Saudi Arabia, Brunei and Qatar have sent women athletes to the London 2012 Olympics for the first time. Many hope that the inclusion of Muslim female athletes in the Games will be a catalyst for women's progress in Middle Eastern nations. Read this Los Angeles Times article about these trailblazing athletes, and how they are serving as an example of strength and perseverance for women in their countries and across the world
Bahiya Al-Hamad, 19, is aiming for history. The air-rifle shooter will be part of a trio of Qatari female athletes heading to London this year — a first for the tiny Gulf nation. Qatar, like Brunei and Saudi Arabia, has never been represented by women at the Olympics before.
By 2010, only three countries had never sent female athletes to the Games: Brunei, Saudi Arabia and Qatar. Saudi Arabia and Qatar had been competing regularly with all-male teams. In 2010, the International Olympic Committee announced it would "press" these countries to enable and facilitate the participation of women for the 2012 Summer Olympics. Anita DeFrantz, chair of the IOC's Women and Sports Commission, suggested that countries be barred if they prevented women from competing.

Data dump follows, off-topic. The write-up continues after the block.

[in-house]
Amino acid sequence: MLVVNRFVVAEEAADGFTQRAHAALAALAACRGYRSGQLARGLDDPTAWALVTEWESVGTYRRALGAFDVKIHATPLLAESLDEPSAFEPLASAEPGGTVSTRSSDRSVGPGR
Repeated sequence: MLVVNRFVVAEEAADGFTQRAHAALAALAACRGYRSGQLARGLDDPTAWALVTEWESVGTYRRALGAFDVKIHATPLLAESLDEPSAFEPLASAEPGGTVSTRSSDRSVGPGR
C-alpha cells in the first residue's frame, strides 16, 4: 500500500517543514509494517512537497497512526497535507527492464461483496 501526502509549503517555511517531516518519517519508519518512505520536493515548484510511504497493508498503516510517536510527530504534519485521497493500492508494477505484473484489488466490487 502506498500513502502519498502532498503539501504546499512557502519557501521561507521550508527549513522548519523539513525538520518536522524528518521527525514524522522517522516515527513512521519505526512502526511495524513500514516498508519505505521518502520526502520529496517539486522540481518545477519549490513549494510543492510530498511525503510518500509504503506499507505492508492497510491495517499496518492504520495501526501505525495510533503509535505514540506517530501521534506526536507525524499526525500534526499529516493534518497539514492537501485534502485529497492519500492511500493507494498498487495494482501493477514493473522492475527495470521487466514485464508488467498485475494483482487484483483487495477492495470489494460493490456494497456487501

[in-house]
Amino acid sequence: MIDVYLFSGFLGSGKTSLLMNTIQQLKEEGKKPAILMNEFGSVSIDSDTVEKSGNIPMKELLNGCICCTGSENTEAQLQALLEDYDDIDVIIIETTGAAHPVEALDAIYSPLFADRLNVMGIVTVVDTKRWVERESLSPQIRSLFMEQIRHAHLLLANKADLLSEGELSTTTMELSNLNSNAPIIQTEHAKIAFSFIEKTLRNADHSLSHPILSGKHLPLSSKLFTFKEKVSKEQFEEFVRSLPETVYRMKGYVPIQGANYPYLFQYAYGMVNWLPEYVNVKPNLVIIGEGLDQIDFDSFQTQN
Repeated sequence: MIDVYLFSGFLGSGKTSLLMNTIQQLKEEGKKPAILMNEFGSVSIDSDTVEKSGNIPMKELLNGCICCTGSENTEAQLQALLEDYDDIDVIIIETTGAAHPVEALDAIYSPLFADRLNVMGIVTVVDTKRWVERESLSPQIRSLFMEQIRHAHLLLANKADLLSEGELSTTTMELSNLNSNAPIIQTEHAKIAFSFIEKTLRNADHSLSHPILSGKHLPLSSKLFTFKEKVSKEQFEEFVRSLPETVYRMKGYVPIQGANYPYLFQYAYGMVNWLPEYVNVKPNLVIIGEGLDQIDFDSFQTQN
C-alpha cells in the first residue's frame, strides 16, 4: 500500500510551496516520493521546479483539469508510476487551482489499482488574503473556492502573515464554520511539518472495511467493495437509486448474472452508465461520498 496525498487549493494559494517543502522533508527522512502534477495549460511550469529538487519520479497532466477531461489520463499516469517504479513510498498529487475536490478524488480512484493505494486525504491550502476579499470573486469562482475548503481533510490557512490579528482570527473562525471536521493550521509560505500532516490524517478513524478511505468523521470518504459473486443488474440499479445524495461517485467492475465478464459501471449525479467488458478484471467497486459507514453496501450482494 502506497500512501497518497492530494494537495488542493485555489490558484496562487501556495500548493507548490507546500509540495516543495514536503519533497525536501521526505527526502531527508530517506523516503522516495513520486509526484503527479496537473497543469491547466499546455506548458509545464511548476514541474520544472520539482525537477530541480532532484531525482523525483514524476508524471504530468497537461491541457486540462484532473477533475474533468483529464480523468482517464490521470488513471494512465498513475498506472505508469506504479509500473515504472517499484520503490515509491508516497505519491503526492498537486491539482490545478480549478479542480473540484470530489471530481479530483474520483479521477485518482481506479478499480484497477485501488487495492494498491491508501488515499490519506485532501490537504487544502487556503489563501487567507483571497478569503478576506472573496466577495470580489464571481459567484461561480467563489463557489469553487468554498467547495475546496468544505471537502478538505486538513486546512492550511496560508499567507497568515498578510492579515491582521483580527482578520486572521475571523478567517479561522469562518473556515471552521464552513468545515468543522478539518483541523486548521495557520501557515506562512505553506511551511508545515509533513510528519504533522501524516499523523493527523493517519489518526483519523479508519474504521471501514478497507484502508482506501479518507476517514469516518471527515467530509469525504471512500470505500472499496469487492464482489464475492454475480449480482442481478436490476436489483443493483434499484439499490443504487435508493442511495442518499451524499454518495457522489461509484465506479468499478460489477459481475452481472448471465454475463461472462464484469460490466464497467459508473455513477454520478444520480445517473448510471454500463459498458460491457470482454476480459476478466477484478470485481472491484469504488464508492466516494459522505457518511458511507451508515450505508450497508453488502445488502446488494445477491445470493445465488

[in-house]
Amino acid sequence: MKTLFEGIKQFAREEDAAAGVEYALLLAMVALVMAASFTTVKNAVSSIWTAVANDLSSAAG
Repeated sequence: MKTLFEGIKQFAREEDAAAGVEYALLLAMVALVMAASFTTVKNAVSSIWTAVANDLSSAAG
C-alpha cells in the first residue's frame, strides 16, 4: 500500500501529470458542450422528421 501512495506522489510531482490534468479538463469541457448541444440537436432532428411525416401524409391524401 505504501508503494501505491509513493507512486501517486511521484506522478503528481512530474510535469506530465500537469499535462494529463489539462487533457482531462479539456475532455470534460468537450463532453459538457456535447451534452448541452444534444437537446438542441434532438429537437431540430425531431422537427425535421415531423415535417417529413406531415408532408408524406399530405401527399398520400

For the first time ever, Saudi Arabia, Qatar, and Brunei sent women to the Olympics, which make London the first time ever that there will be a female representative from every country. This was made possible because of the Universality rule, demonstrating its relevance and importance to create change through offering the opportunity for women to compete athletically who come from cultures where they are severely suppressed.
This article portrays the gradual inclusion of women in the olympics. The London 2012 summer olympics was "the first time all sports [were] open to women and all national teams [included] female athletes—Brunei, Qatar and Saudi Arabia had never sent women before." From an article featured in The Economist magazine on August 4, 2012